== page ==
“Lost Art” Handpainted Window Signs To Grace Tolon Restaurant

Tolon, Fort Wayne’s premier farm-to-table restaurant on The Landing will soon be featuring a glittering new addition to their historic façade. Owners Nicky and Matt Nolot have hired Justin Lim, founder of Old Five and Dime Sign Company, to create custom 23-karat window signage for them using the time-honored technique of gold leaf lettering. The project is set to happen on May 23-24.

Until recently, this craft – a painstaking process – was nearly extinct, as the advent of cheap, readilyavailable vinyl decals pushed out both the art form and the artist in what had been a centuries-old trade. Vinyl, however, cannot duplicate the real thing at all. Lim, already known throughout the city for his hip, old-school-meets-edgy style, will team up with longtime local sign artist James Mitchell for the project. The two carefully and skillfully lay extremely thin, fragile sheets of 23 karat gold leaf to the glass with what is known as a gelatin gilding method – applying them to the wetted surface and precisely flattening them in place with the solution. Next, each character is outlined, and any excess is just as carefully removed after it dries. This amazing process creates lettering with a deep, glimmering mirror-like effect that will not tarnish or fade. “It’s an ancient technique,” Lim says, adding that it’s perfect for Tolon’s building. “It fits with the movement downtown, the nostalgic trend…its character and soul.” Given the complexity, it’s no surprise that gold leaf window lettering is regarded as the peak of advertising luxury. And it’s also no surprise that the restauranteurs chose this for their unique, upscale establishment. “It’s a lost art…no one has it anymore,” says owner Nicky Nolot. “We’ve brought something back to Fort Wayne – reintroducing what food should be. Tolon was the first to open here with farm-to-table offerings, and everything about our restaurant is about ‘Local’. It just made sense to continue that theme with Justin, James and their movement toward bringing something lost back to the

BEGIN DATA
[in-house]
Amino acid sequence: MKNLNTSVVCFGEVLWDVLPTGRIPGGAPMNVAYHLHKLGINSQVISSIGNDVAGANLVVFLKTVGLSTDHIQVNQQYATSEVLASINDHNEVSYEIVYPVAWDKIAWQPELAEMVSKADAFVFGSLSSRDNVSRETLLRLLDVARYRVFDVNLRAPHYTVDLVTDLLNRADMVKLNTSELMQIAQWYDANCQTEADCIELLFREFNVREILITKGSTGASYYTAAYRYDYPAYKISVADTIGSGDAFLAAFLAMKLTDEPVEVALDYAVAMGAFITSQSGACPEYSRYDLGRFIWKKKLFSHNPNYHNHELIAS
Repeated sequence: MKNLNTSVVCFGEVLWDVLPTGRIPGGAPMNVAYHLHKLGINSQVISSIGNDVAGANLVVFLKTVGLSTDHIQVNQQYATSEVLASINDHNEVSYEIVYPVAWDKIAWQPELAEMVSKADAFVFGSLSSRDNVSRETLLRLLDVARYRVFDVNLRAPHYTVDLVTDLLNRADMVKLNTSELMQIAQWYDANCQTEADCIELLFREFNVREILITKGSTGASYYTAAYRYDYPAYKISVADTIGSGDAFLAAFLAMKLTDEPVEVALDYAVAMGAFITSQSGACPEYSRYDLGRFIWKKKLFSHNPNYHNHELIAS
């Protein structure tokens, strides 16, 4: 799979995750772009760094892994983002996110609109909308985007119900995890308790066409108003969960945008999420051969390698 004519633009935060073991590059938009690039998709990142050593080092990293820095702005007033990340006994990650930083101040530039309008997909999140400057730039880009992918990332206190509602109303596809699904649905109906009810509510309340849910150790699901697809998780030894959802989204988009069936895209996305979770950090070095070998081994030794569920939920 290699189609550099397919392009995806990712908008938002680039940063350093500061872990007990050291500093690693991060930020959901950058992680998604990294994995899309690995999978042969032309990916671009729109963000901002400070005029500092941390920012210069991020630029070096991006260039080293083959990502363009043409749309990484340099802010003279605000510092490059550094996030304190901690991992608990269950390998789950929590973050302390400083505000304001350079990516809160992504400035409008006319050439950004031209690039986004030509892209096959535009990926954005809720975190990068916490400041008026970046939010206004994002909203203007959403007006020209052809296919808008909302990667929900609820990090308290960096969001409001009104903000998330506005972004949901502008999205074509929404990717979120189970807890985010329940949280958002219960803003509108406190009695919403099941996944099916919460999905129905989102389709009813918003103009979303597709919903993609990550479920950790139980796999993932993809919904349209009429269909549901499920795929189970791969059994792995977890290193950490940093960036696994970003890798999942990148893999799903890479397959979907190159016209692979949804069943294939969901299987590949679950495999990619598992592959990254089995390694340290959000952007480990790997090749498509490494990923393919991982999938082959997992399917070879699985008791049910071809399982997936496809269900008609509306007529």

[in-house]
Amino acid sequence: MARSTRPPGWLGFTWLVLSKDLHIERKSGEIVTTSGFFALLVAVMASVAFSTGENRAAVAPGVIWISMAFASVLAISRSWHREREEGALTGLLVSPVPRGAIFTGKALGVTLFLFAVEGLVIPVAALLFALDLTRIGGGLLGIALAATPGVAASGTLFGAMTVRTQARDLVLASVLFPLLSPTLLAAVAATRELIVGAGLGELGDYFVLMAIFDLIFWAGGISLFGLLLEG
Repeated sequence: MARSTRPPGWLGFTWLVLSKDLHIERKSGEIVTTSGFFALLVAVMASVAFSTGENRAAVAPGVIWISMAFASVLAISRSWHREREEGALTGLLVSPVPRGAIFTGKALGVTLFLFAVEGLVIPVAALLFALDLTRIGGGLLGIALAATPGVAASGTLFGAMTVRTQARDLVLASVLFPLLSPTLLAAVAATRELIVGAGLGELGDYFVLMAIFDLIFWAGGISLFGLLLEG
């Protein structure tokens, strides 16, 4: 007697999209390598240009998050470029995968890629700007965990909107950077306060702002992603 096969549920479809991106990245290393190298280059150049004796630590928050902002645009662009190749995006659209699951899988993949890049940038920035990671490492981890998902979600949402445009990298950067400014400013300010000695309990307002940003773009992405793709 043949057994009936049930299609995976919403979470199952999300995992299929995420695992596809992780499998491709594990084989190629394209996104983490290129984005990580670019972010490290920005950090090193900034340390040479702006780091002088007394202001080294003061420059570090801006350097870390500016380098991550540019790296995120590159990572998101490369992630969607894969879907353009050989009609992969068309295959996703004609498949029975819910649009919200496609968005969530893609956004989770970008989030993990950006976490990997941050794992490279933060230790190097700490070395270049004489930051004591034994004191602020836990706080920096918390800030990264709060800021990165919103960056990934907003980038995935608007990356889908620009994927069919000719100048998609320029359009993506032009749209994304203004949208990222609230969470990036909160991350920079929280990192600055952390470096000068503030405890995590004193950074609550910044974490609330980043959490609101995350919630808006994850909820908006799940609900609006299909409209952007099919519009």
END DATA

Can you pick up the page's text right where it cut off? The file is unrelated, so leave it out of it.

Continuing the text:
community.”

Work on the windows will commence on May 23. Lim estimates it will take approximately two days of design work plus three days on site to complete the project. This story will be of great interest to the public from several perspectives: the partnership of two unique local businesses; the “lost art” of hand-lettered window painting; and the downtown development and historically-minded attraction as well.